Suicide – Suicide rates for servicemembers and veterans are rising, due to many different reasons that require further study, including previous trauma. Also, current suicide studies do not include spouses or family members of servicemembers and veterans and this data must be collected in order to examine the reverberating effects of deployment and reintegration on military families.
Loss and remembrance – Many military families suffer the ultimate loss—the death of their servicemember. These families need support from their communities during their time of mourning as well as help in remembering and honoring their loved one’s service and sacrifice.
Mrs. Mullen asserted that all of these issues affect not only servicemembers and veterans, but their families as well, and therefore studies of these topics must expand to include military family members, such as spouses and children. She offered the following list of topics as possible research areas:
- What is resiliency? How do we build resilience in military families and when do we begin? When and under what circumstances does resiliency begin to break down?
- What are the long-term effects of multiple deployments on the family? A longitudinal study on the impact of these deployments on children is needed.
- For children who have experienced long separations from a deployed parent – How will this affect their future relationship with that parent and their relationships with other people in their lives?
- What are the near-term and long-term effects of multiple deployments, PTS, TBI, or traumatic physical injury on reintegration into both civilian and family life?
- Why is this generation of veterans becoming homeless at a faster rate than those who became homeless after Vietnam?
- What are the effects of suicide on surviving family members?
- What will be the long-term effect on the children of homeless women veterans? How will a mother’s suffering from Military Sexual Trauma (MST) affect her children?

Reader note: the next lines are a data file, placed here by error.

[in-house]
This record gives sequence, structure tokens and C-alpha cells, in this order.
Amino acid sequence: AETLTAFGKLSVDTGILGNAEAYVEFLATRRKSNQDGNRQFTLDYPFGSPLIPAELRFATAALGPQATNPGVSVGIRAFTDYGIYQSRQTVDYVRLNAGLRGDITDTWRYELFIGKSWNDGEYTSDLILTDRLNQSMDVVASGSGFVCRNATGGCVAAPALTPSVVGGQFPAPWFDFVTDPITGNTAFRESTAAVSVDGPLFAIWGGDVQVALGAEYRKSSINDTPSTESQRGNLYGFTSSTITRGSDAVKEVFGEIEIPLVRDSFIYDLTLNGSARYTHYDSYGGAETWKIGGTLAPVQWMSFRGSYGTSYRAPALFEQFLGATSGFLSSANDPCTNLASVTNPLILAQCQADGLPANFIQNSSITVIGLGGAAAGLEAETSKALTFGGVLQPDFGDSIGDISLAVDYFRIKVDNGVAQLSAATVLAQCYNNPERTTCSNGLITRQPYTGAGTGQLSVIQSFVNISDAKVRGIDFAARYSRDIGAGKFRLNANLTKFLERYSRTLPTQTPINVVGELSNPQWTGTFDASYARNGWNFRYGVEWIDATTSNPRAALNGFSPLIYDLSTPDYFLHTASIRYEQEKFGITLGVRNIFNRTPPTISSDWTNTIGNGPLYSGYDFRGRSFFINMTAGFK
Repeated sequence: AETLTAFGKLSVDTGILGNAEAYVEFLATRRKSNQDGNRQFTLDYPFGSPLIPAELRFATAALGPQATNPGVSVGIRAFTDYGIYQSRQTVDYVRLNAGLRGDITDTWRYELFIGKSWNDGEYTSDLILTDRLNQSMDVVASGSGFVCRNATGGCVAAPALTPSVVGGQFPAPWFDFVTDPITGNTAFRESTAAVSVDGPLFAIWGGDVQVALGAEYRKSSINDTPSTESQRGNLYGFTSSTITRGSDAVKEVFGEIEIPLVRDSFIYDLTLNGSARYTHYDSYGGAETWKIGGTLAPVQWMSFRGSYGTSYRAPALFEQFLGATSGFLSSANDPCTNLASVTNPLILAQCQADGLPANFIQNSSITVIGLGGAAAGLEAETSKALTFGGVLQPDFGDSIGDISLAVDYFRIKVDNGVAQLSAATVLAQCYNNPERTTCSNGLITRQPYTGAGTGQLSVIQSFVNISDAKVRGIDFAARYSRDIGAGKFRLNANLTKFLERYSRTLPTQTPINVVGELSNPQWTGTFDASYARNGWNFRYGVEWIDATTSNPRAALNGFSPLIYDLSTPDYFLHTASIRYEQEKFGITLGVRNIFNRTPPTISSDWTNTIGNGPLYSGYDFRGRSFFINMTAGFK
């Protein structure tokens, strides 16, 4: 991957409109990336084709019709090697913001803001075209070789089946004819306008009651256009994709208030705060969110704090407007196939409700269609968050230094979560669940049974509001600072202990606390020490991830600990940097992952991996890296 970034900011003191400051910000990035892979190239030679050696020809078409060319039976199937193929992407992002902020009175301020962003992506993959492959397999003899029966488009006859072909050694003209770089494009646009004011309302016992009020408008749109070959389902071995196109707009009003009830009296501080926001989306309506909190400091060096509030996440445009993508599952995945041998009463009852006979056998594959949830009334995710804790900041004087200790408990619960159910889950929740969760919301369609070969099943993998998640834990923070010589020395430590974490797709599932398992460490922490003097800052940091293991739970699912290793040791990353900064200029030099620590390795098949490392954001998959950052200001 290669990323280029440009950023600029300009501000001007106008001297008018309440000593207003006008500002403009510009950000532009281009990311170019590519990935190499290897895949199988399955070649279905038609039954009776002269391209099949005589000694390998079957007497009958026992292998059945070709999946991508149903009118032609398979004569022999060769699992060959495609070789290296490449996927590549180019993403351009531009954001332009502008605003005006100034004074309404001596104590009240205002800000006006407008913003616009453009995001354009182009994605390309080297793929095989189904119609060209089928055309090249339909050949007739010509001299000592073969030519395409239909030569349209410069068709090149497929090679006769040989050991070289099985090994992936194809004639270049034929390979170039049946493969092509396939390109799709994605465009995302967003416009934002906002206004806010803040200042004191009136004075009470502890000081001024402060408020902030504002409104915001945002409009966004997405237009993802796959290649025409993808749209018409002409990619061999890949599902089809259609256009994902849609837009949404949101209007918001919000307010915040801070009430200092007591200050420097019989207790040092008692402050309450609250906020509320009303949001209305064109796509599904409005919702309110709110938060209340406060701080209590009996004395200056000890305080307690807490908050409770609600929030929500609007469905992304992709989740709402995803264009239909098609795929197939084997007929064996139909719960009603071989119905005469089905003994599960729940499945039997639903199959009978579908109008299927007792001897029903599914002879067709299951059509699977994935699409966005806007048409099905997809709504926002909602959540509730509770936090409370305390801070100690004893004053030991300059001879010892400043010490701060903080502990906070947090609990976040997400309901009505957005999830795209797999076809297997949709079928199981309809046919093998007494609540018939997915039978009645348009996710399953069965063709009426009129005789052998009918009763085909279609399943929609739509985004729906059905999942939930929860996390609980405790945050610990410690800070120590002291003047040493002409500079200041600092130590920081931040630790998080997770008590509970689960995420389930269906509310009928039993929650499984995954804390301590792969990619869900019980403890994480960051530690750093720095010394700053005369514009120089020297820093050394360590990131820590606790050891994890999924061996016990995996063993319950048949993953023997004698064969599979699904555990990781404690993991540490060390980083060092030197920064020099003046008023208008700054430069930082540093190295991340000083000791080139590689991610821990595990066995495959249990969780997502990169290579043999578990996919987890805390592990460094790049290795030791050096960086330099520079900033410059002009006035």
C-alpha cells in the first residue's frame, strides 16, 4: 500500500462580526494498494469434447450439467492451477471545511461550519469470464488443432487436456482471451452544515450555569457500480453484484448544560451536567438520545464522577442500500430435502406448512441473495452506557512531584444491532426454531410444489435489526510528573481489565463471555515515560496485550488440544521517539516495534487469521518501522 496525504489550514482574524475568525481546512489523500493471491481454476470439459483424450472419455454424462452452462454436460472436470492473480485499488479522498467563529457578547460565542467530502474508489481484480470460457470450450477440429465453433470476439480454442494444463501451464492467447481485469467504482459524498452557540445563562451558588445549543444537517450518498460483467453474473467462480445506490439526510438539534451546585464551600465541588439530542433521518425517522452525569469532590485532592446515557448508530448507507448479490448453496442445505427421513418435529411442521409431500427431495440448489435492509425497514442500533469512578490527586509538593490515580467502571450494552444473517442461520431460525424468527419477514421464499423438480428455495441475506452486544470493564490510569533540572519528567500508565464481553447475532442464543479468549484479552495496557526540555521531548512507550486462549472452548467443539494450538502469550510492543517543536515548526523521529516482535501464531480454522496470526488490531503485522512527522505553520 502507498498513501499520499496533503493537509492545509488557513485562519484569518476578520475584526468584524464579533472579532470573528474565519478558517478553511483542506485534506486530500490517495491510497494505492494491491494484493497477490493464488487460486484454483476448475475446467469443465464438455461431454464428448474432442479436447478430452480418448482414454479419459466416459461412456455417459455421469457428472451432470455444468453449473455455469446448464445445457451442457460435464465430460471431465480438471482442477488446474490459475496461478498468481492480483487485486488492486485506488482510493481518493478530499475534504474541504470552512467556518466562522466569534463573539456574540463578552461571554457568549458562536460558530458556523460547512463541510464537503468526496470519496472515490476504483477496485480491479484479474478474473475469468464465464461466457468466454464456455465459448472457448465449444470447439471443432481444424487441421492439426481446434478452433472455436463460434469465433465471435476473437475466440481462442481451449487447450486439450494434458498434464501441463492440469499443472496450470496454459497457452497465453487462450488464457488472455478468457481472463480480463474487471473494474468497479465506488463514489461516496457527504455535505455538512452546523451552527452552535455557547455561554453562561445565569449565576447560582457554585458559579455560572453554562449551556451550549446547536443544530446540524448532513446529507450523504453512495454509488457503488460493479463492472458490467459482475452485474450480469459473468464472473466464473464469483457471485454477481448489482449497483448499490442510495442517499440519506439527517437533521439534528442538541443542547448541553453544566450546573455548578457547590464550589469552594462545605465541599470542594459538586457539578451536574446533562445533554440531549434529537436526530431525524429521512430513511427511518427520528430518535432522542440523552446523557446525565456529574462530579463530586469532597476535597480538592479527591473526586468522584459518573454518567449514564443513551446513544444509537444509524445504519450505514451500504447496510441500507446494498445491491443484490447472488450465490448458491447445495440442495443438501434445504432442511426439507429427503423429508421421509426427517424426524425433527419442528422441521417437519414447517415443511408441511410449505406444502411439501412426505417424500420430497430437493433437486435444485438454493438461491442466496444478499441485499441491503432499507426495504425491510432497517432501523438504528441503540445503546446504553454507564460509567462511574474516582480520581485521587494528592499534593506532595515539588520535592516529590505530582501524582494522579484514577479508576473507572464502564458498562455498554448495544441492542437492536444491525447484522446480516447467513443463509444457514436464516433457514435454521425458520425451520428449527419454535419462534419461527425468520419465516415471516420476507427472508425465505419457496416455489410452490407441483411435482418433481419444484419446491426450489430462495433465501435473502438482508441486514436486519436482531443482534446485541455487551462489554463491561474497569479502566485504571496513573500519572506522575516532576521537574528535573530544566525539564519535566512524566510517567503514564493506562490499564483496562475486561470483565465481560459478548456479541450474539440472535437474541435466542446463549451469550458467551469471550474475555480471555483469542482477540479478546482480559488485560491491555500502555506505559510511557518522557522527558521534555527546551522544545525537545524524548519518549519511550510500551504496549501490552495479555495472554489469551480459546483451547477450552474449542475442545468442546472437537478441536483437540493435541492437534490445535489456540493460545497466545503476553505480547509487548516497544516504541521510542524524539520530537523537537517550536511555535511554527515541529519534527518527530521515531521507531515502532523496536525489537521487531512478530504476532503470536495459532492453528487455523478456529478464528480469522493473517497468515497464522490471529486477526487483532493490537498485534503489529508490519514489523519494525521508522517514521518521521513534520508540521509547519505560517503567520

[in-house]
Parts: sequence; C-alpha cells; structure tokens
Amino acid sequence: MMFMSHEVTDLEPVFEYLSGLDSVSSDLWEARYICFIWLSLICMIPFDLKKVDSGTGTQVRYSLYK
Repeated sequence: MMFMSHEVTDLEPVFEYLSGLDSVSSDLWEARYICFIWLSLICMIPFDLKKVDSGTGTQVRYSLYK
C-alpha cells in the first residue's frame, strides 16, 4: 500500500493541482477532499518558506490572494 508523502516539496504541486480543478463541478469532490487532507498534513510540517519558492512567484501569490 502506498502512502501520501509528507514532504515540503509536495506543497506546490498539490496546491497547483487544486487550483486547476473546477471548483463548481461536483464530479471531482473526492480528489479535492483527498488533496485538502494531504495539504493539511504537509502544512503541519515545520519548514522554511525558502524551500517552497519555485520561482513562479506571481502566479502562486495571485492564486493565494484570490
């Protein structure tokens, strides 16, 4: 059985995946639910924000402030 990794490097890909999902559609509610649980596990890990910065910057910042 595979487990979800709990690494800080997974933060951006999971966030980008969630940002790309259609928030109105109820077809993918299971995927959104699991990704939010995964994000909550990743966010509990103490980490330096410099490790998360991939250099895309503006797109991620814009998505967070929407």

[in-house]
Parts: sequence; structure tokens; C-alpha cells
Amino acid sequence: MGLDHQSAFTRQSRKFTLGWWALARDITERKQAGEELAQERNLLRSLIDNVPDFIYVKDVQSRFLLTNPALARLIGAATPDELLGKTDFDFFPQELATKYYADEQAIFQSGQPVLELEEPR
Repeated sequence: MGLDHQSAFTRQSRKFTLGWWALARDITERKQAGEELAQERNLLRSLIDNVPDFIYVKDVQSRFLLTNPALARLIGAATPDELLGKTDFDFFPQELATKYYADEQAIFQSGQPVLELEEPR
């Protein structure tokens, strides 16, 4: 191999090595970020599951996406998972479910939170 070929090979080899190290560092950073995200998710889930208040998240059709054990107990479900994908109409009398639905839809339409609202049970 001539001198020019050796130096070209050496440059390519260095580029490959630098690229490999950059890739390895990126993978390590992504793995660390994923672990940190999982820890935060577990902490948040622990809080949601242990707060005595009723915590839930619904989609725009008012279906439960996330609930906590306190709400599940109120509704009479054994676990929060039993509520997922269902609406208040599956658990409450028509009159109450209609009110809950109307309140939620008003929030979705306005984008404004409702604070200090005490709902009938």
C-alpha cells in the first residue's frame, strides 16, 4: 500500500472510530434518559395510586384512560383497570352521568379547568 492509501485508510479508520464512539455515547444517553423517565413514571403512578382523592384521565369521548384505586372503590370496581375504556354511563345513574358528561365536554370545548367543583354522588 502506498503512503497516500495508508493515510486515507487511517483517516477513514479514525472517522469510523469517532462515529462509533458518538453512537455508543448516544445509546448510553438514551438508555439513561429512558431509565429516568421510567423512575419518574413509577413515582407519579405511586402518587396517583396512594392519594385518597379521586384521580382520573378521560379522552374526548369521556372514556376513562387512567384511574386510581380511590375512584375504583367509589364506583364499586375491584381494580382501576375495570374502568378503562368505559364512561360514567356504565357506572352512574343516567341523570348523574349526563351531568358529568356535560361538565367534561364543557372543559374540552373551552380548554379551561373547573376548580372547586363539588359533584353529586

- How must the Department of Defense and Veterans Affairs change and grow in order to adapt to the new needs of this generation of veterans?
- How must our communities prepare and adapt in order to fill the resources and services gaps for returning servicemembers, veterans, their families, and surviving families of the fallen?
CIR Policy Brief ADDENDUM:
“Together We Stand, Divided We Fall: Connectedness, Suicide, and Social Media in the Military”
This addendum to our most recent CIR Policy Brief, entitled “Together We Stand, Divided We Fall: Connectedness, Suicide, and Social Media in the Military,” includes feedback from several branches of the military regarding the link that is often made between deployment or combat exposure and suicide.
We are very grateful to the service representatives who contacted us and were willing to take the time and energy to clarify this issue. As always, we welcome and encourage feedback on our policy briefs–it is our intention to provoke dialogue on these issues in order to enhance our understanding of them and highlight needed changes.